How do you know when it's the College World Series? Everyone defines it differently.
“Some LSU fans were already here on Tuesday night,” said Karen Barrett-Jeffrey, the manager and co-owner of Barrett's Barleycorn. “I played the fight song and I had to do a shot with them. I'm still feeling it.”
It's been four years since the Tigers have been to the CWS. A couple of things have changed.
For instance, Tiger fans, you might need some directions. And this goes for Oregon State's Beaver Nation and the fans of Louisville, Mississippi State and North Carolina State.
(If there's anyone here from N.C. State's last CWS in 1968, we need to get you a city map.)
When you guys come across the bridge into Omaha, don't turn left. Turn right.
If you try to find Rosenblatt Stadium, you're going to run into a Joni Mitchell song. They paved paradise and put up a parking lot.
The Zesto is still there, but it's closed. The Stadium View sports shop might or might not be open, depending on the mood of the proprietor, Greg Pivovar.
The parking lot where so many Tiger fans graced our tailgates with their spice for life? Now a maze of Omaha zoo parking.
By all means, go ahead and park the car and see the new Rosenblatt tribute park. I expect we'll see fans from all teams, including the first-time Hoosiers looking to see where the Hinkle Fieldhouse of college baseball used to stand.
You'll probably see folks in purple and gold surrounding the right field foul pole. Both foul poles were left behind, as a terrific memorial. Now, there are parked zoo cars where the outfield used to be. And the right field foul pole is now next to parking row “C,” which is marked by a cheetah.
Cheetah, Tigers, it's close enough.
For LSU fans, it's not about the cat. It's about the historical marker of Warren Morris' 1996 walk-off home run, which hugged the right field pole. You might see several Tiger fans hugging that landmark.
When you're ready to get back to the future, head north up 13th Street. Don't stop until you see the Road to Omaha statue, next to something that resembles a big-league stadium.
UCLA and North Carolina know the drill. For the rest of you newbies, here's the Cliffs Notes on the “new” CWS, the one you won't recognize.
You might be able to walk from your hotel, which will be new. Or park your car in a stall, and not someone's front yard, which might actually save you money.
There's tailgating, but it's a little farther away, in lot D, and some in B. But the CWS is now more like Wrigleyville, with surrounding eateries and pubs, including the rooftop bar across from right field.
There's a Baseball Village where you can play the “Lobster Zone.” I'd like to see LSU football coach Les Miles try to grab a lobster.
And, yes, there's a smaller version of Zesto, so this isn't a complete Twilight Zone episode for long, lost fans.
But what LSU fans, and Beaver Nation, and all the rest, are seeing here this week is a CWS that Omaha is still trying on. Some like it, some aren't there yet, some never will be.
There's a sense this year that LSU may come to the rescue, with the relentless fans and the L-S-U chants and the traveling party. That maybe the Tigers and their faithful can take some of that cajun spice from Rosenblatt and deliver a similar kick to a TD Ameritrade Park in need of some character. Or characters.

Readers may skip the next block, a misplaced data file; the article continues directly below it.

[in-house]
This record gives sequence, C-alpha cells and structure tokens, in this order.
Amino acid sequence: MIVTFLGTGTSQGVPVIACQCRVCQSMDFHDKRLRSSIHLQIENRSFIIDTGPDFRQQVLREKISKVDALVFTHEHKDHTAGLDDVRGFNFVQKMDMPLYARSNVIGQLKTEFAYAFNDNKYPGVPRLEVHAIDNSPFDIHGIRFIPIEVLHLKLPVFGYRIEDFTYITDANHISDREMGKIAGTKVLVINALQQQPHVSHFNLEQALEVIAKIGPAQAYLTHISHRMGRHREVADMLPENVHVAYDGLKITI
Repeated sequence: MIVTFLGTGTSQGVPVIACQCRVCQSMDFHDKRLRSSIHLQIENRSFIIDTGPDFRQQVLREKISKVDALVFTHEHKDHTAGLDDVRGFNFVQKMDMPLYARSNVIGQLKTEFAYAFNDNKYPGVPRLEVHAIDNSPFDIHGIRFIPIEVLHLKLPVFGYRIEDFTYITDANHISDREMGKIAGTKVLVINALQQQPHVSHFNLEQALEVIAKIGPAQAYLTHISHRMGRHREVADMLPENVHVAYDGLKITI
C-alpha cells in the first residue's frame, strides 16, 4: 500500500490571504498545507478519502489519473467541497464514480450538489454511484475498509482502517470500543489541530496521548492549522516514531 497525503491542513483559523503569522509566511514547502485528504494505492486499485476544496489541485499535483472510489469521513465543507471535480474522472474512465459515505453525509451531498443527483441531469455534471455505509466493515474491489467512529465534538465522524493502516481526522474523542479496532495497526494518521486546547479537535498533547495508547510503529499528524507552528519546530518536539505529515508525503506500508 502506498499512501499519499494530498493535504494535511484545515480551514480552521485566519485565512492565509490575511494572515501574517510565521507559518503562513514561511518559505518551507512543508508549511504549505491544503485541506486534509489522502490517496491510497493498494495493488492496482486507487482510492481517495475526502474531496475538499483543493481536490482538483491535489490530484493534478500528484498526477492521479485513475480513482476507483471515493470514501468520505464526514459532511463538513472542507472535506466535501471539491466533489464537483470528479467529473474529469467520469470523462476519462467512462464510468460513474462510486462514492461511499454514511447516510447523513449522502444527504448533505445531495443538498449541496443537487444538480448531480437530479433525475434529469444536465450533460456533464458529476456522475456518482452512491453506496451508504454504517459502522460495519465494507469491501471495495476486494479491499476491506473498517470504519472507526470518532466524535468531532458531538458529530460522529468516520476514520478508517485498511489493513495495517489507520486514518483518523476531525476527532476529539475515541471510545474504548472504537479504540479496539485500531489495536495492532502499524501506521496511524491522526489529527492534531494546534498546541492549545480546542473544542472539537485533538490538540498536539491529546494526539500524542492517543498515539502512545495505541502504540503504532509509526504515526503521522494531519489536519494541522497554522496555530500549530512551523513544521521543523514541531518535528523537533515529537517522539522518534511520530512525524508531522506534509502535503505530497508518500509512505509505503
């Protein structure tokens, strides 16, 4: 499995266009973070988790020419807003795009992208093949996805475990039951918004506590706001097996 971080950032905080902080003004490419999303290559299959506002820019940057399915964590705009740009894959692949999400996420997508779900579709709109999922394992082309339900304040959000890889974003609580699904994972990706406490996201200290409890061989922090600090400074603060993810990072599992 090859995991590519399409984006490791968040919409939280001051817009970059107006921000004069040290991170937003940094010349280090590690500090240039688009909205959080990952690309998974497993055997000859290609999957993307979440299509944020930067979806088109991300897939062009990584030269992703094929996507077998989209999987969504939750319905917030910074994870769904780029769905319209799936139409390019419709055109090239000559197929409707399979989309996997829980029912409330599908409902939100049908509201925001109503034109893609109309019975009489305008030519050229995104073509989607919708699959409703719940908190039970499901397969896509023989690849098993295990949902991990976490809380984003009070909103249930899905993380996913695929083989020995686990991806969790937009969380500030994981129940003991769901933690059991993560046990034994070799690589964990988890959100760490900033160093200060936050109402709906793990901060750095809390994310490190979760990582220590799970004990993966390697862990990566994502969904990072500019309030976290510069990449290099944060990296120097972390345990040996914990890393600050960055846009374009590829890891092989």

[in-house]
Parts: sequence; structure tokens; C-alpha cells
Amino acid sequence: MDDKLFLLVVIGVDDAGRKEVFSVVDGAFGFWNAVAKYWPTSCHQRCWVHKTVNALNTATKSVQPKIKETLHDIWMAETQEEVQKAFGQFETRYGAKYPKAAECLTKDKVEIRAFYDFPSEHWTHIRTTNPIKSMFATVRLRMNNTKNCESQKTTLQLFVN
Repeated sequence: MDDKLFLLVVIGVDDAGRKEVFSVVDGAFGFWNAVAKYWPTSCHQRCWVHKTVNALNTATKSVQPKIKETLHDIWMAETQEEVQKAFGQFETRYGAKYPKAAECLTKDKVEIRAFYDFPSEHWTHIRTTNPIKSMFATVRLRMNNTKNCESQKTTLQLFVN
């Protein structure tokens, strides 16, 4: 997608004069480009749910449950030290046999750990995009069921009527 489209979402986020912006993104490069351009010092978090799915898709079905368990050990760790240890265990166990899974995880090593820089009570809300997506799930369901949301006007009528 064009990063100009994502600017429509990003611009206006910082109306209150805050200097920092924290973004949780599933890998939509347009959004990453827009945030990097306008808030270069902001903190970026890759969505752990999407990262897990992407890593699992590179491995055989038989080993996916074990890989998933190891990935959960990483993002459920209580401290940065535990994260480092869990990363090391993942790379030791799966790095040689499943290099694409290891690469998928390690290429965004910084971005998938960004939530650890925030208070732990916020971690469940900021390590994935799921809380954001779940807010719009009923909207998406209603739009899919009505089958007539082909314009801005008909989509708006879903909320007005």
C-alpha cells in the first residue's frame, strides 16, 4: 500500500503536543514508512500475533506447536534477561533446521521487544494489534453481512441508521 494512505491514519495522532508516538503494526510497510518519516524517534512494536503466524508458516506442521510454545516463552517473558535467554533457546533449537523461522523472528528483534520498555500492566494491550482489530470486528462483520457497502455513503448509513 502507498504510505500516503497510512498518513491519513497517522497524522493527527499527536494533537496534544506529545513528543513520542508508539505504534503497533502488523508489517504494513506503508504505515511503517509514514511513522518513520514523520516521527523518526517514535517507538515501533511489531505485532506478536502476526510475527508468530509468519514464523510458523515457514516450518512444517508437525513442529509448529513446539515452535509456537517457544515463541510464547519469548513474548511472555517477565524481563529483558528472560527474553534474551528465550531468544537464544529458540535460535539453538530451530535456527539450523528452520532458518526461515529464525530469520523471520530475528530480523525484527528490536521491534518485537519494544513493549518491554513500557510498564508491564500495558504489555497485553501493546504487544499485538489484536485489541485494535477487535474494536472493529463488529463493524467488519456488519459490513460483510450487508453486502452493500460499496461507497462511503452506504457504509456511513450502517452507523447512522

I believe they can. Because the magic of the CWS is not in the bricks or grass.
Karen Barrett-Jeffrey has seen and heard it all week. The comfy Irish pub down on Leavenworth started its CWS tradition in a very CWS way.
Back in 1991, a Barrett's bartender named Don Clark was working at the hotel where LSU fans were staying. He told a few of them to come try Barrett's. They did. They spread the word.
Now there are LSU flags flying out front, an autographed photo of baseball coach Paul Mainieri above the bar, a poster of LSU's football stadium and a “Deep South” Tigers banner that LSU fans have signed for two decades.
They'll be back this year, after a three-year hiatus, and not a moment too soon. Barrett-Jeffrey said the bar has lost $150,000 each of the first three years that the CWS has been downtown, because a lot of bar traffic has stayed downtown.
That also coincided with no LSU here. Man, that loss to Stony Brook really hurt.
“I'm anxious to see how we do with LSU fans here and the series downtown,” Barrett-Jeffrey said. “It's a brand new game this time.”
You can say that again. Oregon State will help, too. Beaver Nation livened up the joint when Oregon State went back-to-back in 2006 and 2007. South Carolina fans showed their feathers the last few years. But the LSU Tiger is a different animal.
It's hard to describe, but here's an old story to try. Back in the late 1990s, an LSU fan named Russell Mendoza was here on his umpteenth trip to the CWS, to follow his Tigers, party the week away. Only this time was different. This time, Russell had cancer. His prognosis wasn't good.
Mendoza canceled some appointments to chemotherapy in order to go to the CWS. He would die months later. But before his final CWS, Mendoza's doctor asked him what was so important about going to Omaha.
“Doc, we don't know if that chemo is going to work,” Mendoza said. “But the College World Series always works.”
The CWS always works because of the people, the fans, the characters, the spirit. The new CWS could use some of that LSU mojo. Just make sure they turn right.
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